Format

Send to

Choose Destination
See comment in PubMed Commons below
Sleep. 2010 Jul;33(7):968-72.

Upper airway sensory function in children with obstructive sleep apnea syndrome.

Author information

1
Sleep Center, The Children's Hospital of Philadelphia, University of Pennsylvania School of Medicine, Philadelphia, PA 19104, USA.

Abstract

STUDY OBJECTIVES:

Children with the obstructive sleep apnea syndrome (OSAS) have impaired responses to hypercapnia, subatmospheric pressure, and inspiratory resistive loading during sleep. This may be due, in part, to an impairment in the afferent limb of the upper airway sensory pathway. Therefore, we hypothesized that children with OSAS had diminished upper airway sensation compared to controls.

DESIGN:

Case-control.

SETTING:

Academic hospital.

PARTICIPANTS:

Subjects with OSAS aged 6-16 years, and age- and BMI-matched controls.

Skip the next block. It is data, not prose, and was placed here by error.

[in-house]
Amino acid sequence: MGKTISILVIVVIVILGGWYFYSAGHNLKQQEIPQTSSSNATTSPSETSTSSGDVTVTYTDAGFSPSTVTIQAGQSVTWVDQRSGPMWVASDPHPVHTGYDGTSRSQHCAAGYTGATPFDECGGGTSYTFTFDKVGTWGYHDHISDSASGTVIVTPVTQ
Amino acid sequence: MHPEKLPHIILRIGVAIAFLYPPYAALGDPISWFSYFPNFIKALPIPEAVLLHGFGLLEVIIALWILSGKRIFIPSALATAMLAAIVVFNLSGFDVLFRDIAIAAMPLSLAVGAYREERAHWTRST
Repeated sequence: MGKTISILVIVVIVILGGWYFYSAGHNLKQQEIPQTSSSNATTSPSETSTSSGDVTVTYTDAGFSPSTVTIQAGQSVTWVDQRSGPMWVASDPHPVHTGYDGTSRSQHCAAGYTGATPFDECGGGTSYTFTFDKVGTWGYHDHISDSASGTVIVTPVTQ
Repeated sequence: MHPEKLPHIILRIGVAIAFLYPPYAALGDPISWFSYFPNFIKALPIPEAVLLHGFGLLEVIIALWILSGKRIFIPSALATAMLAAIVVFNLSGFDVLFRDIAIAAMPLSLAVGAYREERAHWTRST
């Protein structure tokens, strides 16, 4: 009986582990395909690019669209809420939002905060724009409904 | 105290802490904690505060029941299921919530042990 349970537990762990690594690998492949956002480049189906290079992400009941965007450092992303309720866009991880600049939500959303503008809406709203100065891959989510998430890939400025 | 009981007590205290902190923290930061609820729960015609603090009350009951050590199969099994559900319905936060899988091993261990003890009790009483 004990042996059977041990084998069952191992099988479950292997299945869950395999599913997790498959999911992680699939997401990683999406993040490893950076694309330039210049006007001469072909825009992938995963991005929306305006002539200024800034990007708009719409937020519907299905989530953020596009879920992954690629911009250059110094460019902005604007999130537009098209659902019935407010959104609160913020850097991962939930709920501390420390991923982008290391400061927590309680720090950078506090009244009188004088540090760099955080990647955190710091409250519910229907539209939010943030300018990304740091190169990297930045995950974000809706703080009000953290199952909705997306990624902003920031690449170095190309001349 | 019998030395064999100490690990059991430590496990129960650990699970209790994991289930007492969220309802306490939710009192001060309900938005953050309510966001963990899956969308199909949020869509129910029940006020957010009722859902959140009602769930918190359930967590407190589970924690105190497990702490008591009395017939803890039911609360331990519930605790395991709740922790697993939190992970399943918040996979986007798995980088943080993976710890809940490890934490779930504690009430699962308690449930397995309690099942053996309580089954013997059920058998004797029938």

INTERVENTIONS:

Two-point discrimination (TPD) was measured during wakefulness with modified calipers in the anterior tongue, right interior cheek, and hard palate.

RESULTS:

Thirteen children with OSAS and 9 controls were tested. The age (mean +/- SD) for OSAS and controls was 11 +/- 4 vs. 13 +/- 2 years (NS); OSAS BMI Z score 2.4 +/- 0.5, controls 2.2 +/- 0.5 (NS); OSAS apnea hypopnea index 31 +/- 48, controls 0.4 +/- 0.5 events/hour (P < 0.001). Children with OSAS had impaired TPD in the anterior tongue (median [range]) = 9 [3-14] mm, controls 3 [1-7], P = 0.002) and hard palate (OSAS 6 [3-9] mm, controls 3 [1-4], P < 0.001). TPD in the cheek was similar between the groups (P = 0.12).

CONCLUSION:

TPD in the anterior tongue and hard palate was impaired in children with OSAS during wakefulness. We speculate that this impairment might be due to a primary sensory function abnormality or secondary to nerve damage and/or hypoxemia caused by OSAS. Further studies after treatment of OSAS are needed.

PMID:
20614857
PMCID:
PMC2894439
[Indexed for MEDLINE]
Free PMC Article
PubMed Commons home

PubMed Commons

0 comments
How to join PubMed Commons

    Supplemental Content

    Full text links

    Icon for PubMed Central
    Loading ...
    Support Center